For the caper, I went straight to the tables and rolled it up in front of the players. I note I could have kept some of the elements obscured if I had wanted to surprise the players, but I opted to lay it all out there and trust the players to keep IC and OOC clearly separate. The caper rolled up as follows:
Client: Politician or Public Servant
Pressure: Out of Time and The Courts Can’t Help (rolled twice)
Mark’s Angle: Evil
Mark’s Power: Scary, Sociopath (rolled twice)
Mark’s Weakness: Phony
Mark’s Vulnerability: Time
What Else is in Play: Guilty Conscience, Hostage
The Twist: The Mob Has Their Eye on This
This ended up being a surprisingly tricky spread, even beyond the number of 10’s (which spawned the double rolls) that came up. Certain elements gelled immediately. A threatened politician or bureaucrat is almost certainly an honest one who the mark is trying to stop from doing something. Plus, the mark’s vulnerability to time dovetails well with the Out of Time pressure suggesting that this job was going to be very much on the clock. The problem was the Mark.
That particular combination (Evil, Scary, Sociopath) is a tricky one to use, in part because they’re all secondary elements. They are fantastic for complimenting some other foundation for the mark to stand, but they’re a really, really strange match with Grifter. Not that it’s hard to envision and evil, scary, sociopathic grifter, but that’s only half the challenge. A mark like that would be one that the players would be inclined to go after head first because Scary and Sociopath are the sorts of things that work on other people, but not on heroes (even somewhat tarnished ones). And since the whole point of designing a caper is that you can’t just rush in and kick a guy’s ass, I couldn’t go with any of the obvious options.
The key came in the combining his weakness (Phony) with the Twist (The Mob’s interest) – Our Mark is not actually a scary guy, but he’s trading on the name and reputation of someone who actually _is_ that scary. That worked well because it gave him access to underworld resources (thugs!) but it clearly suggested an endgame where the mobster in question finds out about someone using his name. Awesome. That’s a workable mark. But what the hell was he doing?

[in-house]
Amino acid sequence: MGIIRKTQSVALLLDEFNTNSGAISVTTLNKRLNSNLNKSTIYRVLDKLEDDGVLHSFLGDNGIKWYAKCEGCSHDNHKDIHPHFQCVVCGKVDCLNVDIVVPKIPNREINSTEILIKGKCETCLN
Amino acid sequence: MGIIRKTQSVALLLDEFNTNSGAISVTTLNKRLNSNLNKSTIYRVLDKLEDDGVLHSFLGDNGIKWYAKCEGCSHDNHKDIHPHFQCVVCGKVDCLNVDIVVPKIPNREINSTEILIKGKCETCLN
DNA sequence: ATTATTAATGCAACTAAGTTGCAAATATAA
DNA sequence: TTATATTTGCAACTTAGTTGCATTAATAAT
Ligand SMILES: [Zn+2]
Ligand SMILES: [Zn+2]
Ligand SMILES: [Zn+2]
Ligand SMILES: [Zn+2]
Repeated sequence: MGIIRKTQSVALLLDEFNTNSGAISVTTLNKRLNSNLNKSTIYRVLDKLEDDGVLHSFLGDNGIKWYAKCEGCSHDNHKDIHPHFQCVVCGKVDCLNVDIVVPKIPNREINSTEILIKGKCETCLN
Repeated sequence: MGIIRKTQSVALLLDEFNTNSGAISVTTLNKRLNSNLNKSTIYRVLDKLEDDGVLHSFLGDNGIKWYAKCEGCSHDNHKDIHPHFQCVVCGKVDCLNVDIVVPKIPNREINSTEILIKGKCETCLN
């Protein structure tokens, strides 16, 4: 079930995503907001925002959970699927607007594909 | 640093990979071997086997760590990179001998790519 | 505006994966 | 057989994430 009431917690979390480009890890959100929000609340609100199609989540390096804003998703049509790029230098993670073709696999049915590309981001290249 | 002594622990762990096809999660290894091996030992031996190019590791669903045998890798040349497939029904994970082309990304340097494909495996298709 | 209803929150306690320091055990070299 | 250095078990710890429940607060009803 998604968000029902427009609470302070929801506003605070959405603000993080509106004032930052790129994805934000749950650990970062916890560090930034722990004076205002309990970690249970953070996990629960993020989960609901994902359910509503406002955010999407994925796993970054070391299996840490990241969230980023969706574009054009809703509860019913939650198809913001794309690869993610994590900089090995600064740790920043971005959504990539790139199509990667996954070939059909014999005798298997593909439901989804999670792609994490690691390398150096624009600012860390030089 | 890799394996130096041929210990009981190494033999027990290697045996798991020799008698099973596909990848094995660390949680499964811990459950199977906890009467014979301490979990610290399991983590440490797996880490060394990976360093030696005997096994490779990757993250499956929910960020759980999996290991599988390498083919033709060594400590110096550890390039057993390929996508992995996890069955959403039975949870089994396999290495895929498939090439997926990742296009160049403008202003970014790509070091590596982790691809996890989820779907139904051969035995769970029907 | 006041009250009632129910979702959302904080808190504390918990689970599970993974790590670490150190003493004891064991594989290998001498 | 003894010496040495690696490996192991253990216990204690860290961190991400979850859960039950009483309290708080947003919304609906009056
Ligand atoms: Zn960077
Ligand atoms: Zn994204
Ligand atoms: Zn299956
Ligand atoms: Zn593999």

Again, the answer came out of the table: the Hostage. I had originally envisioned some undefined person, but then I thought about the mark, who was a very small man pretending to be a much bigger one. He wouldn’t have the moxie to actually kidnap someone, would he? No, probably not, unless it was by accident. But he would be willing to kidnap a pet.
And bam, there it was. The Mark had kidnapped the client’s dog and was threatening it to keep her from doing something in the very near future. With that skeleton it was easy – I picked zoning out of the are because, hey, real estate development is big money. The woman had a damning report to present to the zoning commission before the voted on the site for the new All-Mart, and the commission was meeting today at noon. The Mark had taken her dog and made it clear that the report should not be delivered. To emphasize the time crunch, I had the crew find her (a woman crying on a park bench) and started out with the frame that the vote was at noon and it was now 9:45am. Go.
All in all, I think it was a great illustration of the generator in action. Even with a slightly rough spread, it had all the materials needed to make the game work.
Tomorrow: Actual Play!